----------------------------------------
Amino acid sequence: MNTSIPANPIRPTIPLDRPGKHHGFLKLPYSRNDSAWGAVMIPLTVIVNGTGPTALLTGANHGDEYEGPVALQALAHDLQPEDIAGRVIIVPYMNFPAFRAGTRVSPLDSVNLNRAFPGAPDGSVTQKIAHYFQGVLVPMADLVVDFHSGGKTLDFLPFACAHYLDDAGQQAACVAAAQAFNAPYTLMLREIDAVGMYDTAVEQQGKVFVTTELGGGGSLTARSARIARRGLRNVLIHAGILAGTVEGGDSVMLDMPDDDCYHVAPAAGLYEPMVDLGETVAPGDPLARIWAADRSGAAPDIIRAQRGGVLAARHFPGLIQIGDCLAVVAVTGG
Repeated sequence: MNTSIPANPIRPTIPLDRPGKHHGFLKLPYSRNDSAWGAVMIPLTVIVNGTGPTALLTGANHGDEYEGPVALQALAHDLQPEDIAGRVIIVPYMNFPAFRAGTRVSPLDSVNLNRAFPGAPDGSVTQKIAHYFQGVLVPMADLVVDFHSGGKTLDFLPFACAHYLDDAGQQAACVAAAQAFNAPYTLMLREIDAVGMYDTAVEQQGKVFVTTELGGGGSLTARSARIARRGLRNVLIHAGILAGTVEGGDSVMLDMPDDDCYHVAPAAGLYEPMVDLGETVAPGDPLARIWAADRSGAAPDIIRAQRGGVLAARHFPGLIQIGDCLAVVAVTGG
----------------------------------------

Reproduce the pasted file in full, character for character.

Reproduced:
Amino acid sequence: MNTSIPANPIRPTIPLDRPGKHHGFLKLPYSRNDSAWGAVMIPLTVIVNGTGPTALLTGANHGDEYEGPVALQALAHDLQPEDIAGRVIIVPYMNFPAFRAGTRVSPLDSVNLNRAFPGAPDGSVTQKIAHYFQGVLVPMADLVVDFHSGGKTLDFLPFACAHYLDDAGQQAACVAAAQAFNAPYTLMLREIDAVGMYDTAVEQQGKVFVTTELGGGGSLTARSARIARRGLRNVLIHAGILAGTVEGGDSVMLDMPDDDCYHVAPAAGLYEPMVDLGETVAPGDPLARIWAADRSGAAPDIIRAQRGGVLAARHFPGLIQIGDCLAVVAVTGG
Repeated sequence: MNTSIPANPIRPTIPLDRPGKHHGFLKLPYSRNDSAWGAVMIPLTVIVNGTGPTALLTGANHGDEYEGPVALQALAHDLQPEDIAGRVIIVPYMNFPAFRAGTRVSPLDSVNLNRAFPGAPDGSVTQKIAHYFQGVLVPMADLVVDFHSGGKTLDFLPFACAHYLDDAGQQAACVAAAQAFNAPYTLMLREIDAVGMYDTAVEQQGKVFVTTELGGGGSLTARSARIARRGLRNVLIHAGILAGTVEGGDSVMLDMPDDDCYHVAPAAGLYEPMVDLGETVAPGDPLARIWAADRSGAAPDIIRAQRGGVLAARHFPGLIQIGDCLAVVAVTGG